Gazette of the United-States. (New-York [N.Y.]) 1789-1793, May 13, 1789, Image 1

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    Ho. I' V -
u Tht imagination of man is naturally fuhlime, de-
Hghttdwith whatever is remote and extraordinary,
ani running without controul into the jnoft dijiant
part' of [pact and time, in order to avoid the objects,
which cujlom has rendered too familiar to it
/~vF all the weaknefles,to which the human mind
0 is incident,there is not a more extraordinary
one than that blind, implicit reverence/ we are
apt to feel for the characters, the maxims, and the
institutions of antiquity. The love of novelty,
strong as it is, does not overcome our propensity
to tins-kind of admiration. There seems to be
tome unaccountable fafcination, that holds the
mind in fubje&ion, and prevents the clear exer
cise of judgment, while the imagination is tak
ing its flight into the regions of pall ages. We
are so captivated with the splendor and extent of
conquests which hijtory presents to our view ; with
the lustre and elevation of characters it displays ;
with the various and altonilhing revolutions it
records, that our reafonis overwhelmed,and can
not exert that force, which it discovers on other
There is scarce a circumstance that looks like
perfection, or even utility of cultivation, in which
ancient can bear any comparison with modern times.
Itmay not be unentertaining,to search for the cause
of oar veneration for antiquity, notwithstanding
it to have 110 reasonable foundation. In
forming our ideas of fame of the ancient nations,
whom we profefs to admire, we compare them
with other cotemporary ones ; whom we have been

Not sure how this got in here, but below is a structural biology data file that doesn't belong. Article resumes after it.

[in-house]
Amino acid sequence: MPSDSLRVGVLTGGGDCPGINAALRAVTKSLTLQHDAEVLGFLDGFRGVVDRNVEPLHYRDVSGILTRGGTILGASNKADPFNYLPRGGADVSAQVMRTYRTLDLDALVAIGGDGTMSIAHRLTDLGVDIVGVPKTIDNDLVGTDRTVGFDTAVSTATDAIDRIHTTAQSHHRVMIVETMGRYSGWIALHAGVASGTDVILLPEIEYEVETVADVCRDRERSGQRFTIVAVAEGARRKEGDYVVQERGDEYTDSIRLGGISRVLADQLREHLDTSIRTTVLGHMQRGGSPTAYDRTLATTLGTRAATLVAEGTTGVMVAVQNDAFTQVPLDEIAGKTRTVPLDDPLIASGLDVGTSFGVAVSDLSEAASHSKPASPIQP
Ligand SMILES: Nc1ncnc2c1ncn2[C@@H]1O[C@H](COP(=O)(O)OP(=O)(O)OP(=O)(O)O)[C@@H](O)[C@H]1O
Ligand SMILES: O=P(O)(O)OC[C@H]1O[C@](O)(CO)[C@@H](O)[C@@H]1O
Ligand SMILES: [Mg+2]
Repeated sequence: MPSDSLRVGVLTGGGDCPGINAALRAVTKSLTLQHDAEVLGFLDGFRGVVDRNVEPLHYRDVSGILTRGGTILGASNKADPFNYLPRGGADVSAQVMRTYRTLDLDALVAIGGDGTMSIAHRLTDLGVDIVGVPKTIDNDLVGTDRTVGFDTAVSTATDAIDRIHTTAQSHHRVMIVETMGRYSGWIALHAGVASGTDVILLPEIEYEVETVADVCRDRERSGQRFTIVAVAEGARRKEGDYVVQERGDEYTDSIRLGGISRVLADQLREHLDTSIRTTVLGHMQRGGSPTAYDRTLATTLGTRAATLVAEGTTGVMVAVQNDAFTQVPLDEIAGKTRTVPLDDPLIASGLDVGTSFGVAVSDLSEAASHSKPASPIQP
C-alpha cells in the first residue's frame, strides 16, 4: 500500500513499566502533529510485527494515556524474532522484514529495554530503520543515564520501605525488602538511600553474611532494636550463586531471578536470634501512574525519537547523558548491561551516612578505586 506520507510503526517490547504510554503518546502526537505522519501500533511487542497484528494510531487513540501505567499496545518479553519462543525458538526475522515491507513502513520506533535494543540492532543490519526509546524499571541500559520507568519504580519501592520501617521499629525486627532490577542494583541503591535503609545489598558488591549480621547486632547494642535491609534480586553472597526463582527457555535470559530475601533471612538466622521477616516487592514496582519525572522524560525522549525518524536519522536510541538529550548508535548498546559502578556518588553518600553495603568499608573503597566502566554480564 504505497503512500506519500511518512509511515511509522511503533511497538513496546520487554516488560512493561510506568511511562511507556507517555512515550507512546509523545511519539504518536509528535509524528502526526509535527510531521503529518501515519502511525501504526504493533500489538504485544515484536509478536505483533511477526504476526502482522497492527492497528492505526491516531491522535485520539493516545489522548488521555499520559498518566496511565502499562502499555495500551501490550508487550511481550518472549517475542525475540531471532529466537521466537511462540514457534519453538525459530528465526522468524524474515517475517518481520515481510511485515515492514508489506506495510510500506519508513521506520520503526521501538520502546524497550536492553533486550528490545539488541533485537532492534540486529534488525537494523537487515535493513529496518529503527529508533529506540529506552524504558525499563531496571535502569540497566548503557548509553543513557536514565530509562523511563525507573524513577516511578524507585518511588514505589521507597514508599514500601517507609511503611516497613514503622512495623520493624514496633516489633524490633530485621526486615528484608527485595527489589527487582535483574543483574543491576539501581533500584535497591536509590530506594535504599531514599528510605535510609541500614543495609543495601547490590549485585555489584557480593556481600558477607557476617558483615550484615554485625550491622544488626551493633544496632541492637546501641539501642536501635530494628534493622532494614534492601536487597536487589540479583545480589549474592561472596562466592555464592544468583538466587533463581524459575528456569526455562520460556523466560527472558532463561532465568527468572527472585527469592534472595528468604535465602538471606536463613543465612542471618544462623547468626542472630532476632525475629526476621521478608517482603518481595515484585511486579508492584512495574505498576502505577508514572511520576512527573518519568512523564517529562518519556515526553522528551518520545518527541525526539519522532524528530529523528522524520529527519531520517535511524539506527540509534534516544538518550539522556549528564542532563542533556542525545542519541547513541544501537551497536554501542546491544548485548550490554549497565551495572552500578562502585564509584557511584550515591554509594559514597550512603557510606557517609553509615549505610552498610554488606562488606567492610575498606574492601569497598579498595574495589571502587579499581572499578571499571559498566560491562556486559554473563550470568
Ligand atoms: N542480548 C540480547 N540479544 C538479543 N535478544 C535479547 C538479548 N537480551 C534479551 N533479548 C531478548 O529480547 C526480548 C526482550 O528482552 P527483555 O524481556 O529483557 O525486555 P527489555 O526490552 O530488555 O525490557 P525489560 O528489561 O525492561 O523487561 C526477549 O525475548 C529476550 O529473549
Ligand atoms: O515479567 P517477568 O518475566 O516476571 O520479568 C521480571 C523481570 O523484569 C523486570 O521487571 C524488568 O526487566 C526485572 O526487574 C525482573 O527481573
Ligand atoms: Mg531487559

accuftomcd t;o reprobate and despise. As molt ot
our opinions, respecting virtue and vice ; prail'e
and blame, are comparative, we sometimes be
llow an extravagance of applause, on a people vi
cious and d«praved, merely because they are not
jo deeply funkin depravity, as other people, with
whom we compare them. This is one reason why
encomiums are to lavishly heaped on characters
and actions, which scarce deserve a place in our
remembrance. Perhaps this admiration is heigh
tened by the profufe compliments, that historians
.have paid to particular periods and nations, at
the expense and disgrace of others. We feel no
motive to discredit their relation of tranfatftions,
orto doubt the propriety of their opinions or con
clusions. We are pleased with indulging refpeCi
and veneration, and that pleasure colts little or
nothing. There is no competition to excite jea
lousy, or alarm avarice.
Another reason that may be afligned for our
admiring the ancient republics in so high a degree,
is, that the different periods of their exiltence
are marked with a vast variety of tragical inci
dents. The human mind is delighted with what
ever is marvellous. This is one of the earlielt
propensities, that discovers itfelf in our nature.
Every man occasionally feels within himfelf a lan
guor andliftlefliiefs of mind ; from which, he takes
a pleasure in being roused. Ke is apt to affix a fa
vorable idea to almolt any cause, which has di
verted him, in those moments of heaviness and
infipiJity. This will generally be the cafe, un
less the incident which enlivens his feelings, is
attended with immediate or personal inconve
nience. With what eagerness, do we read ac
counts of maflacres, treasons, inundations and
earthquakes : When these happen at a distance,
we do not fed so much pain for the miserable fate
ol thole, who are involved in the distress, as we
0 at being roused and llimulated into a
Rigorous Itate of mind. No inference difhon'orable
:° human nature can be drawn from this reason-
J' one of the -sources of gratification,
is always innocent and sometimes ufeful.
1 inconveniences it produces does not counter
balance the advantages. We should however be
on om " guard, in drawing conclusions relative to
or own conduct. Causes, which excite admira
-IQn, u:ive a molt powerful influence, in seducing
j ls into error ot opinion. The reason of man
t ? es I,s balance, while the mind is employed in
1-act of admiring. In tills view of the matter,
lowl proper, that youth lliould not be al
liill' au unreitrained liberty, in reading ancient
as f°l? • lna y acquire opinions and feelings
3cious > as an unbounded indulgence in
ing novels can produce.
ex<^r,' e j^ mar ' ts are only introductory to a more
ter J the l'ubjedt,which lhall hereaf
reflp^ Car ' ' nt^e mean time,the reader will let his
blylT 101 * 3 'he deficiency, Which uiiavoida
- a ppeuedfroin this partial and ellay.
From SATURDAY, May 9, to W E D N E S D AY, May 13, 1759.